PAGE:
2 Chronicles 6:14
And said, O LORD God of Israel, there is no God like you in the heaven, nor in the earth; which keep covenant, and show mercy to your servants, that walk before you with all their hearts:
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EXPOSITORY (ENGLISH BIBLE)
(14) In the heaven nor in the earth.—Abridged from “in the heaven above, and upon the earth beneath” (Kings). Syriac, “Thou art the Lord that sittest in heaven above, and Thy will (pl.) is done on earth beneath;” apparently a curious reminiscence of the Lord’s Prayer. The Assyrians also spoke of their gods as “without an equal” (sânina la isû, “a rival he has not”).

Which keepest covenant and shewest mercy.—Literally, keeping the covenant and the mercy; i.e., the covenanted mercy. (Comp. Isaiah 55:3.)

With thy servant.—Heb., for; so in 2Chronicles 6:16. (The verse is word for word as in Kings.)

And spakest with thy mouth. . . .2Chronicles 6:4.

2 Chronicles 6:14. O Lord God of Israel, &c. — Solomon, in the foregoing verses, had signed and sealed, so to speak, the deed of dedication, by which the temple was appropriated to the honour and service of God. Now here in the prayer by which it was, as it were, consecrated, it is made a figure of Christ, the great Mediator, through whom we are to offer up all our prayers, and to expect all God’s favours, and to whom we are to have an eye in every thing wherein we have to do with God.6:1-42 Solomon's prayer at the dedication of the temple. - The order of Solomon's prayer is to be observed. First and chiefly, he prays for repentance and forgiveness, which is the chief blessing, and the only solid foundation of other mercies: he then prays for temporal mercies; thereby teaching us what things to mind and desire most in our prayers. This also Christ hath taught us in his perfect pattern and form of prayer, where there is but one prayer for outward, and all the rest are for spiritual blessings. The temple typified the human nature of Christ, in whom dwelleth all the fulness of the Godhead bodily. The ark typified his obedience and sufferings, by which repenting sinners have access to a reconciled God, and communion with him. Jehovah has made our nature his resting-place for ever, in the person of Emmanuel, and through him he dwells with, and delights in his church of redeemed sinners. May our hearts become his resting-place; may Christ dwell therein by faith, consecrating them as his temples, and shedding abroad his love therein. May the Father look upon us in and through his Anointed; and may he remember and bless us in all things, according to his mercy to sinners, in and through Christ.Compare Kings (marginal references).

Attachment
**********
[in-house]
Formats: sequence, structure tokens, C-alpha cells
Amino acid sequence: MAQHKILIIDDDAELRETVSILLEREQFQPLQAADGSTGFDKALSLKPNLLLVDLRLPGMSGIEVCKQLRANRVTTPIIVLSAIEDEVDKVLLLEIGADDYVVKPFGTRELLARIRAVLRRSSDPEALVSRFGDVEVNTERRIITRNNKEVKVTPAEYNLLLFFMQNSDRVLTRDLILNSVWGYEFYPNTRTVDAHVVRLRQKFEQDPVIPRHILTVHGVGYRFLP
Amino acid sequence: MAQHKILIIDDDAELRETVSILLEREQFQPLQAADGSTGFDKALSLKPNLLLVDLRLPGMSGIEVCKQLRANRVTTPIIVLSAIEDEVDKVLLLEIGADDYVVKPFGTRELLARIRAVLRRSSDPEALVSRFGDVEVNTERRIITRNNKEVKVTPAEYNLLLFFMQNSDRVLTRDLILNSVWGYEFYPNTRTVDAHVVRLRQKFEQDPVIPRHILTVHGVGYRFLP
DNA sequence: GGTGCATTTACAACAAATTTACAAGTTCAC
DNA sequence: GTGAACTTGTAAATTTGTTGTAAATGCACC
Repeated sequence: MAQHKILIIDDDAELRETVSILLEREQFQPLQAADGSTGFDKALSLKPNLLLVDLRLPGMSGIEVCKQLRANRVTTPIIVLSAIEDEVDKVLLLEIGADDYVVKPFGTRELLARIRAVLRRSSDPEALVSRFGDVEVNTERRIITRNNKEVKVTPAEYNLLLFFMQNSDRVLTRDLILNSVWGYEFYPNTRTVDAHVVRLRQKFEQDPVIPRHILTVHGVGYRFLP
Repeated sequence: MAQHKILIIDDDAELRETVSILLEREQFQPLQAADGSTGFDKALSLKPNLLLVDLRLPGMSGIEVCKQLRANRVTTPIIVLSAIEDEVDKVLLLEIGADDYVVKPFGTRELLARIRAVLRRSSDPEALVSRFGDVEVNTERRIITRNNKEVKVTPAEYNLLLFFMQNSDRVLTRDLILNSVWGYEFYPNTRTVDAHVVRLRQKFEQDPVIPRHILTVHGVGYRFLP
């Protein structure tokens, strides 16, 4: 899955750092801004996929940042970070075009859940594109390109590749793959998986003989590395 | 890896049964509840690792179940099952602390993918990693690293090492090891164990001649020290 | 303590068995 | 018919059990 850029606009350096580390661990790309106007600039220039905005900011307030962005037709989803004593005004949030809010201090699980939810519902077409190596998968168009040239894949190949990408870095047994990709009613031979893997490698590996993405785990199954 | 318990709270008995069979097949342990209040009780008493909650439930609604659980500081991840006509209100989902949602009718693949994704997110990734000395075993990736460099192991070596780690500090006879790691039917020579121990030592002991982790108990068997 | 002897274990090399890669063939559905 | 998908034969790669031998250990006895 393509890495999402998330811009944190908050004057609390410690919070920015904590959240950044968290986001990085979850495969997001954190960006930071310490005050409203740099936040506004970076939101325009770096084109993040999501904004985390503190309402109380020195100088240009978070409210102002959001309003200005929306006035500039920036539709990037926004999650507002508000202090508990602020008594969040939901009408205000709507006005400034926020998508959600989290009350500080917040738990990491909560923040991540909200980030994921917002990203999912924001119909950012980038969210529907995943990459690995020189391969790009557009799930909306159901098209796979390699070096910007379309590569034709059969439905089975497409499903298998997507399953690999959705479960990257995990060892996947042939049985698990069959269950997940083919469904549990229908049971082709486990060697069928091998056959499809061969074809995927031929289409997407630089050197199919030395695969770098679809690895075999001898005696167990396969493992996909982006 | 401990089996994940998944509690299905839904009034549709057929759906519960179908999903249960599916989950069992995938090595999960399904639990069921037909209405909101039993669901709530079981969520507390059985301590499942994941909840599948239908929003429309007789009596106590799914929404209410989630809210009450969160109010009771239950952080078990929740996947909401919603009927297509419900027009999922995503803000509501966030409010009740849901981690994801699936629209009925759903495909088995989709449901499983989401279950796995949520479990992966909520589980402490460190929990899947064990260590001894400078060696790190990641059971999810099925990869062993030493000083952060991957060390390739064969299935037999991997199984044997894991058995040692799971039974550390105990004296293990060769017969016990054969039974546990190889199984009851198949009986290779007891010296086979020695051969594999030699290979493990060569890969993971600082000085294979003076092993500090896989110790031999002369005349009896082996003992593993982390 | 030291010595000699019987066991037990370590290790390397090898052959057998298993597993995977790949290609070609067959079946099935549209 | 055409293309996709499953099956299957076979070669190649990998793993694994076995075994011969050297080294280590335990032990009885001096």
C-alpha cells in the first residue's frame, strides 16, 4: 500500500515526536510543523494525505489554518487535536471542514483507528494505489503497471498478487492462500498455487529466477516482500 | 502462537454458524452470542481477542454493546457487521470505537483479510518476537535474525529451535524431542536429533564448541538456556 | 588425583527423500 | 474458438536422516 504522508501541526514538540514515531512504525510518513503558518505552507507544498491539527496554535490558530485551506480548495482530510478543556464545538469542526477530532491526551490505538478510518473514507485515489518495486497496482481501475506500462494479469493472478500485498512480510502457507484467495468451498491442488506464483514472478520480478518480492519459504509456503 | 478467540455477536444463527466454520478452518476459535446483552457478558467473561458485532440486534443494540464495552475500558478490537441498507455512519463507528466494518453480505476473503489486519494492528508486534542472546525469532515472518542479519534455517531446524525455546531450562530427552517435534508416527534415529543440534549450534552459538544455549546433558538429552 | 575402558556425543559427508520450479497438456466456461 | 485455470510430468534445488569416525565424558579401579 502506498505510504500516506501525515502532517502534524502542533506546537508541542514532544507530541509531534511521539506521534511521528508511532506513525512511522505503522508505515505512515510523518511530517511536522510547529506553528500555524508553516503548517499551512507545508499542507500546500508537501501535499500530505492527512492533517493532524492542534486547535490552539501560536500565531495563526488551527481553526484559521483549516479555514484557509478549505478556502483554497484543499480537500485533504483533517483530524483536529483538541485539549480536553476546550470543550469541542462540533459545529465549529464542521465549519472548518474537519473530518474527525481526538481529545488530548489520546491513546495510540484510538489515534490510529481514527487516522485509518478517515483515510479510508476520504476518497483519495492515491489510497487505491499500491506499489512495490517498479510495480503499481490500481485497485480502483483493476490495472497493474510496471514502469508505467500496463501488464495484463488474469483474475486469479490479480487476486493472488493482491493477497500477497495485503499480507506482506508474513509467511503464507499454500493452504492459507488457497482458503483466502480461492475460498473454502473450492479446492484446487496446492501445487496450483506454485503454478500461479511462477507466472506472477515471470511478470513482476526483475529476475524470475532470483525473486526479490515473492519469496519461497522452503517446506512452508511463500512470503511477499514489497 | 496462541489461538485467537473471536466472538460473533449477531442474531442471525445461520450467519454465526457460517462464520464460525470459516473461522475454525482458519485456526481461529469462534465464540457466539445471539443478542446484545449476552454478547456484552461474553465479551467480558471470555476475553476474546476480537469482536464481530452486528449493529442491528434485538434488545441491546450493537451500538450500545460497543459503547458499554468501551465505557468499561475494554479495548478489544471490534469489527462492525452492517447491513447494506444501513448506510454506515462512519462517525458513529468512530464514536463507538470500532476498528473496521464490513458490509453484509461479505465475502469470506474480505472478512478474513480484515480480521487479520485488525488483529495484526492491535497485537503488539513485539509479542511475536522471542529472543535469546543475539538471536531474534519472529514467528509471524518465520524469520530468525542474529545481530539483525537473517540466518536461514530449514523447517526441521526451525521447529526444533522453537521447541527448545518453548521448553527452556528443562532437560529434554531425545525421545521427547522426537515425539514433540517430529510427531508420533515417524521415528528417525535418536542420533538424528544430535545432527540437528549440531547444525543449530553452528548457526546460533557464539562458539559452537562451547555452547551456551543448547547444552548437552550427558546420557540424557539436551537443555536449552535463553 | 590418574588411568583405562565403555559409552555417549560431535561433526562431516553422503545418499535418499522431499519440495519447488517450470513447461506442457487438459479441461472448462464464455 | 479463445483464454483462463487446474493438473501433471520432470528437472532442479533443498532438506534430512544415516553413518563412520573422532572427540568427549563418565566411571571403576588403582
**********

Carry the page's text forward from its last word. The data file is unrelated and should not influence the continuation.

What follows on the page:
Compare Kings (marginal references).

13. Solomon had made a brazen scaffold—a sort of platform. But the Hebrew term rendered "scaffold," being the same as that used to designate the basin, suggests the idea that this throne might bear some resemblance, in form or structure, to those lavers in the temple, being a sort of round and elevated pulpit, placed in the middle of the court, and in front of the altar of burnt offering.

upon it he stood, and kneeled down upon his knees—After ascending the brazen scaffold, he assumed those two attitudes in succession, and with different objects in view. He stood while he addressed and blessed the surrounding multitude (2Ch 6:3-11). Afterwards he knelt down and stretched out his hands towards heaven, with his face probably turned towards the altar, while he gave utterance to the beautiful and impressive prayer which is recorded in the remainder of this chapter. It is deserving of notice that there was no seat in this pulpit—for the king either stood or knelt all the time he was in it. It is not improbable that it was surmounted by a canopy, or covered by a veil, to screen the royal speaker from the rays of the sun.

No text from Poole on this verse. See Introduction to Chapter 5 And said, O LORD God of Israel, there is no God like thee in the heaven, nor in the earth; which keepest covenant, and showest mercy unto thy servants, that walk before thee with all their hearts:
EXEGETICAL (ORIGINAL LANGUAGES)
14. which keepest covenant and shewest mercy] R.V. who keepest covenant and mercy (so 1 Kings).Verse 14. - No God like thee, etc. The quoting of Scripture and the utilizing of language in which the religious feeling of those who have gone before has expressed itself had plainly set in (Exodus 15:11, 12; Deuteronomy 7:9). The prayer which this verso opens occupies twenty-eight verses; it is the longest prayer recorded in Scripture. It consists of two verses (14, 15) of opening; then follow three petitions - first, that God would perpetuate the line of David (ver. 16); next, that he would have regard to the place where his Name is put (vers. 17-20); and thirdly, that he would hear the prayers addressed to him toward this place (ver. 21). Of this last subject, seven different cases are propounded - firstly, the case of the man wronged by his neighbour (vers. 22, 23); secondly, of the people worsted by their enemies (vers. 24, 25); thirdly, of the people suffering from drought (vers. 26, 27); fourthly, of the people visited by death or special calamity (vers. 28-31); fifthly, of the stranger who comes to offer to pray (vers 32, 33); sixthly, of the people going to war by God's permission (vers. 34, 35); seventhly, of the people in captivity (vers. 36-39). Then the prayer closes in vers. 40-42. The words with which Solomon celebrates this wondrous evidence of the divine favour, entirely coincide with the narrative in 1 Kings 8:12-21, except that in 2 Chronicles 6:5. the actual words of Solomon's speech are more completely given than in 1 Kings 8:16, where the words, "and I have not chosen a man to be prince over my people Israel, and I have chosen Jerusalem that my name might be there," are omitted. For the commentary on this address, see on 1 Kings 8:12-21.
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